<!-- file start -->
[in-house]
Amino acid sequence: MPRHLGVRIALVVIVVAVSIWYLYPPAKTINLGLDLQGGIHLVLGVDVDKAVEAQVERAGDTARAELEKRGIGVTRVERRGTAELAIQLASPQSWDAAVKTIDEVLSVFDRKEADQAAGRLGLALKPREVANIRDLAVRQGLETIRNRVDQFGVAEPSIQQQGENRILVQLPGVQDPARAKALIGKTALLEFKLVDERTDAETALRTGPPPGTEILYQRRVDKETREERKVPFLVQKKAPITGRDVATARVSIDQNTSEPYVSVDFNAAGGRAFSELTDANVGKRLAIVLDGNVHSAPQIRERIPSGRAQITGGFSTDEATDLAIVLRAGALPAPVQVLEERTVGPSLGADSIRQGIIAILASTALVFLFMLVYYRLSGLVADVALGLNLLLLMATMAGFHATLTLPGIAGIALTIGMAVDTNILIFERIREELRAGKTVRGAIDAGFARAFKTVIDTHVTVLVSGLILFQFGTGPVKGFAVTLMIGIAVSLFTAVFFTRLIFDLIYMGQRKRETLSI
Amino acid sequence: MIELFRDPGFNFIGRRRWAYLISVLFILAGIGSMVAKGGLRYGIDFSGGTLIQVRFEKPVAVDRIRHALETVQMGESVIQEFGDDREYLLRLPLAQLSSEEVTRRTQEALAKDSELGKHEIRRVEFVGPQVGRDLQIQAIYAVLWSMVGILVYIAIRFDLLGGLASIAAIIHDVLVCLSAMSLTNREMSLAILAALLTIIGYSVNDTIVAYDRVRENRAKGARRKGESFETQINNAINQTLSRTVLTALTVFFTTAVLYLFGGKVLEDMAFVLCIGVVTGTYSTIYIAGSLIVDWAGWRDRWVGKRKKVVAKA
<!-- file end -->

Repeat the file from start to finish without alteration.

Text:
[in-house]
Amino acid sequence: MPRHLGVRIALVVIVVAVSIWYLYPPAKTINLGLDLQGGIHLVLGVDVDKAVEAQVERAGDTARAELEKRGIGVTRVERRGTAELAIQLASPQSWDAAVKTIDEVLSVFDRKEADQAAGRLGLALKPREVANIRDLAVRQGLETIRNRVDQFGVAEPSIQQQGENRILVQLPGVQDPARAKALIGKTALLEFKLVDERTDAETALRTGPPPGTEILYQRRVDKETREERKVPFLVQKKAPITGRDVATARVSIDQNTSEPYVSVDFNAAGGRAFSELTDANVGKRLAIVLDGNVHSAPQIRERIPSGRAQITGGFSTDEATDLAIVLRAGALPAPVQVLEERTVGPSLGADSIRQGIIAILASTALVFLFMLVYYRLSGLVADVALGLNLLLLMATMAGFHATLTLPGIAGIALTIGMAVDTNILIFERIREELRAGKTVRGAIDAGFARAFKTVIDTHVTVLVSGLILFQFGTGPVKGFAVTLMIGIAVSLFTAVFFTRLIFDLIYMGQRKRETLSI
Amino acid sequence: MIELFRDPGFNFIGRRRWAYLISVLFILAGIGSMVAKGGLRYGIDFSGGTLIQVRFEKPVAVDRIRHALETVQMGESVIQEFGDDREYLLRLPLAQLSSEEVTRRTQEALAKDSELGKHEIRRVEFVGPQVGRDLQIQAIYAVLWSMVGILVYIAIRFDLLGGLASIAAIIHDVLVCLSAMSLTNREMSLAILAALLTIIGYSVNDTIVAYDRVRENRAKGARRKGESFETQINNAINQTLSRTVLTALTVFFTTAVLYLFGGKVLEDMAFVLCIGVVTGTYSTIYIAGSLIVDWAGWRDRWVGKRKKVVAKA